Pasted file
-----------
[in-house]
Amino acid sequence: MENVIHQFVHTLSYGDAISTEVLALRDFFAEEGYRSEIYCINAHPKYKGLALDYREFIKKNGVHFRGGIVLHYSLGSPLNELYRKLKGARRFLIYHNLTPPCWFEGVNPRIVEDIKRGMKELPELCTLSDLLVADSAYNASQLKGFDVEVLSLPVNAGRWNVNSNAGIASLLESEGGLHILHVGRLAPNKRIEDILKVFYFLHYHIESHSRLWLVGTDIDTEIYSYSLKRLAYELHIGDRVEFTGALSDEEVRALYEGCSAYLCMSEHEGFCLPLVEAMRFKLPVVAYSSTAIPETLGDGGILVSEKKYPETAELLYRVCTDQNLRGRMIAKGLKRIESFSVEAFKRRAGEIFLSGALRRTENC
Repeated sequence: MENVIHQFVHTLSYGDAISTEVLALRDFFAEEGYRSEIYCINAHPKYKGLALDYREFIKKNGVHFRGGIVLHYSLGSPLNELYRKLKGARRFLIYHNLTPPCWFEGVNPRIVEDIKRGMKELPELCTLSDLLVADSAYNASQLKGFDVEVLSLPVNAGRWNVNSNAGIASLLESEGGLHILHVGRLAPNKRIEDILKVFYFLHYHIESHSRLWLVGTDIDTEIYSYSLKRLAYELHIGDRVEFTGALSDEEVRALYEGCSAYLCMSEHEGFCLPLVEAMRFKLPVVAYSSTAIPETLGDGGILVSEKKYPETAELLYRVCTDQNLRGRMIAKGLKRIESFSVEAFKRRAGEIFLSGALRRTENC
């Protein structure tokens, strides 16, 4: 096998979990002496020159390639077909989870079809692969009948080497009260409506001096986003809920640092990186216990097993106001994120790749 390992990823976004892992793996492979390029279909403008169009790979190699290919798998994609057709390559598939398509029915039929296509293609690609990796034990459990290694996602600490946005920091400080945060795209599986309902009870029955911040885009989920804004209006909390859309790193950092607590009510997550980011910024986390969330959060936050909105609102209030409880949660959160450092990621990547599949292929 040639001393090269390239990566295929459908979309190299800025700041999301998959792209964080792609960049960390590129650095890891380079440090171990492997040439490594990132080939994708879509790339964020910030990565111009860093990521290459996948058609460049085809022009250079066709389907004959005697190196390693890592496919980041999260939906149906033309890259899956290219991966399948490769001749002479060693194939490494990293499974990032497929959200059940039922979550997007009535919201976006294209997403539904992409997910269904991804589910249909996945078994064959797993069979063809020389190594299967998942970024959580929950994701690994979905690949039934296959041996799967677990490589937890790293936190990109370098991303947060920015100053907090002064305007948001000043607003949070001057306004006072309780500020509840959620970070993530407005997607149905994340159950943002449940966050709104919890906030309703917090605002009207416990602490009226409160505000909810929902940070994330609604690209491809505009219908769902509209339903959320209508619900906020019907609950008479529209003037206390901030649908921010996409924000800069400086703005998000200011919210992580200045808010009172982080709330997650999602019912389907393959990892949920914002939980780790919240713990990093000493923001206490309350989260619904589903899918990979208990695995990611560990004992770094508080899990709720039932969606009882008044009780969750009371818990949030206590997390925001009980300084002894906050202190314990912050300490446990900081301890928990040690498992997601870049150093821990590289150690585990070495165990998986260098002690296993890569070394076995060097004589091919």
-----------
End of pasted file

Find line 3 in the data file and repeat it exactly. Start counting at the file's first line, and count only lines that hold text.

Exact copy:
Repeated sequence: MENVIHQFVHTLSYGDAISTEVLALRDFFAEEGYRSEIYCINAHPKYKGLALDYREFIKKNGVHFRGGIVLHYSLGSPLNELYRKLKGARRFLIYHNLTPPCWFEGVNPRIVEDIKRGMKELPELCTLSDLLVADSAYNASQLKGFDVEVLSLPVNAGRWNVNSNAGIASLLESEGGLHILHVGRLAPNKRIEDILKVFYFLHYHIESHSRLWLVGTDIDTEIYSYSLKRLAYELHIGDRVEFTGALSDEEVRALYEGCSAYLCMSEHEGFCLPLVEAMRFKLPVVAYSSTAIPETLGDGGILVSEKKYPETAELLYRVCTDQNLRGRMIAKGLKRIESFSVEAFKRRAGEIFLSGALRRTENC